Let me say at the outset that I have always had great relationships with security companies and great respect for their reaction officers. They are also invaluable sources. But last week, at a crime scene at the Witpoortjie Pick n Pay, I had a less than pleasant run-in with not only an employee from a well-known security company but also, as usual, with the police.
I had just arrived on scene and was still about 10m away from the crime scene tape when a man, eyes bulging, red in the face, started screaming at me like a manic street preacher: “Get off my crime scene, get off my crime scene, you can’t take photos!” Really? Your crime scene? Last time I checked it was the police’s crime scene. Next thing, a female cop in plain clothes comes across to me, wailing like a banshee, saying something in a similar fashion. My security guard friend then threatened to arrest me, although, as a journalist, I have the complete right to take pictures. I then heard him ask the female cop to check whether there is an outstanding warrant for my arrest, so that he could arrest me. Again, really? So a cop is taking instructions from a security reaction officer, deliberately trying to arrest me, all while our Constitution guarantees us freedom of the press and of speech?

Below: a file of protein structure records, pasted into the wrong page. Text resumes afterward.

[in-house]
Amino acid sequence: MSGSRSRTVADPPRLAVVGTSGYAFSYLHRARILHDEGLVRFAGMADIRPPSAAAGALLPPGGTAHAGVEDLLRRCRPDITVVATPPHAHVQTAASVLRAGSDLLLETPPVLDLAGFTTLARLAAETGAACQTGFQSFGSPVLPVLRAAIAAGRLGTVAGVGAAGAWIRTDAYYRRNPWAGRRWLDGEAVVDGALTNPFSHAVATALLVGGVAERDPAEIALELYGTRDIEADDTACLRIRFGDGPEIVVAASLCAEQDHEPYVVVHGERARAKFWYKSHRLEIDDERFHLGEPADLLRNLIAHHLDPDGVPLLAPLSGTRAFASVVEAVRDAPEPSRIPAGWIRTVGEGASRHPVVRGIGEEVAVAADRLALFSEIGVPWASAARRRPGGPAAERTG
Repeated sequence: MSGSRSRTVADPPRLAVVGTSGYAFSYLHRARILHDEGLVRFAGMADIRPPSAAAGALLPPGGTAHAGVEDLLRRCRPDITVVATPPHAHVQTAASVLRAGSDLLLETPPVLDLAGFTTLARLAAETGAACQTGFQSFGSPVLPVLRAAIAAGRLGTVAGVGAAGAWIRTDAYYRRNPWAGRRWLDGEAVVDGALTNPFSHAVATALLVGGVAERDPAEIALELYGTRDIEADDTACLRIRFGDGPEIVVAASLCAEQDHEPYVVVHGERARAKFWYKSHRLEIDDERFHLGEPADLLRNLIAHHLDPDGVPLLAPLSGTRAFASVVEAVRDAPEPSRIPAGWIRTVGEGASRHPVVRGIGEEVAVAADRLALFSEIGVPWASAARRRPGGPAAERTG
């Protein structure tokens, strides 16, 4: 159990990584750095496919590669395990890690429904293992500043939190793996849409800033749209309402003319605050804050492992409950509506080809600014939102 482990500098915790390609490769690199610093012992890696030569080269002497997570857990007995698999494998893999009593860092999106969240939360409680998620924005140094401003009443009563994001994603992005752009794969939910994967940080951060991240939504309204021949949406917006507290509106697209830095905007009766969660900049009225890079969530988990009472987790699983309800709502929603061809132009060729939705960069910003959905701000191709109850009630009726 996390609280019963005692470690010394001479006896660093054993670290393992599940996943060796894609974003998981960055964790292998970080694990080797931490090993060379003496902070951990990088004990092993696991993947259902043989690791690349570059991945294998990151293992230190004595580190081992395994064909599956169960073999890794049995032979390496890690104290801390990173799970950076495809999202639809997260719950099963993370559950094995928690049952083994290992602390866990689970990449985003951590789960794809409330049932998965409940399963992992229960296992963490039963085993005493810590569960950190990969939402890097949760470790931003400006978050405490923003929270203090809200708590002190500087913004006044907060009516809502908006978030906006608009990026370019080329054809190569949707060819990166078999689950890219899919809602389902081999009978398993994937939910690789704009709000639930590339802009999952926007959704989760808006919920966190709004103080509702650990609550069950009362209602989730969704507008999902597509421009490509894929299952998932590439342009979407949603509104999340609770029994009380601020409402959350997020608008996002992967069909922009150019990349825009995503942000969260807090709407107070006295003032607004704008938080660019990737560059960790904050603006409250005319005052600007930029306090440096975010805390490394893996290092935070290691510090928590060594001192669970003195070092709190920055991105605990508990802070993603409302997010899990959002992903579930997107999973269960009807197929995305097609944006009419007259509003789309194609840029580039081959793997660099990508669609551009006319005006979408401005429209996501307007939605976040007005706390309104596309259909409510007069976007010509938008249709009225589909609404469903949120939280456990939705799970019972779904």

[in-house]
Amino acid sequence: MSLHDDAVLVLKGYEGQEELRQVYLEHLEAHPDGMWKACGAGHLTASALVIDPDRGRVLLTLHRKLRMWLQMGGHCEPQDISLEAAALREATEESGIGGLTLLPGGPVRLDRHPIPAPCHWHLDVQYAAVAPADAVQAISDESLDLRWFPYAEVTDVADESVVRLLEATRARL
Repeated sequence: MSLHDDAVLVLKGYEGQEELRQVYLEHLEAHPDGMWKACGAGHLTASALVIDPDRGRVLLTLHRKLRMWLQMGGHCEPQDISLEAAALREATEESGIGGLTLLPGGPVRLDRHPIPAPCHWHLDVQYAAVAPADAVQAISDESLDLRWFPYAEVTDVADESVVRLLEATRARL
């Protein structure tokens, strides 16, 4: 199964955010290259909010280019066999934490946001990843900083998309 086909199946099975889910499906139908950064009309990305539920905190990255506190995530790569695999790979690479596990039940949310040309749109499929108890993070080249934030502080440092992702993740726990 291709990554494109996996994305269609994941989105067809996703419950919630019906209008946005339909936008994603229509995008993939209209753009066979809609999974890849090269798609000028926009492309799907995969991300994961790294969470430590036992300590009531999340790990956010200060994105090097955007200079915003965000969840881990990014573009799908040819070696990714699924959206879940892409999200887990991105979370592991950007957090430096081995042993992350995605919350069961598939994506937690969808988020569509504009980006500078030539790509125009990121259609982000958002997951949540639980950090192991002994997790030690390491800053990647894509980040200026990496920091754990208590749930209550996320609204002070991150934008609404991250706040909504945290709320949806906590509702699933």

And of course there is the following standing order for the police. My favourite; Standing Order 156. What I find shocking though is how many police officers do not know this standing order, or at least pretend not to know it. So let me remind them. (Oh yes, you, the civilian have exactly the same rights).
The Standing Order 156 states clearly on page nine at point 10 under the heading ‘Conduct in public and towards a media representative’ that “a member must treat all media representatives with courtesy, dignity and respect, even when provoked, and promote ethical communication with the media”. Point 3.a under the same heading states that “although the media may be prohibited in terms of section 69 of the South African Police Service Act, 1995, from publishing certain photographs and sketches, a media representative may not be prohibited from taking photographs or making visual recordings”. Point 3.c also states that “a media representative may under no circumstances be verbally or physically abused and cameras or other equipment may not be seized unless as an exhibit in terms of any law”.
So to my abusive friends – for the sake of our readers who have a right to know, I will not leave this matter lying.
Do you perhaps have more information pertaining to this story? Email us at [email protected] (remember to include your contact details) or phone us on 011 955 1130.
For free daily local news on the West Rand, also visit our sister newspaper websites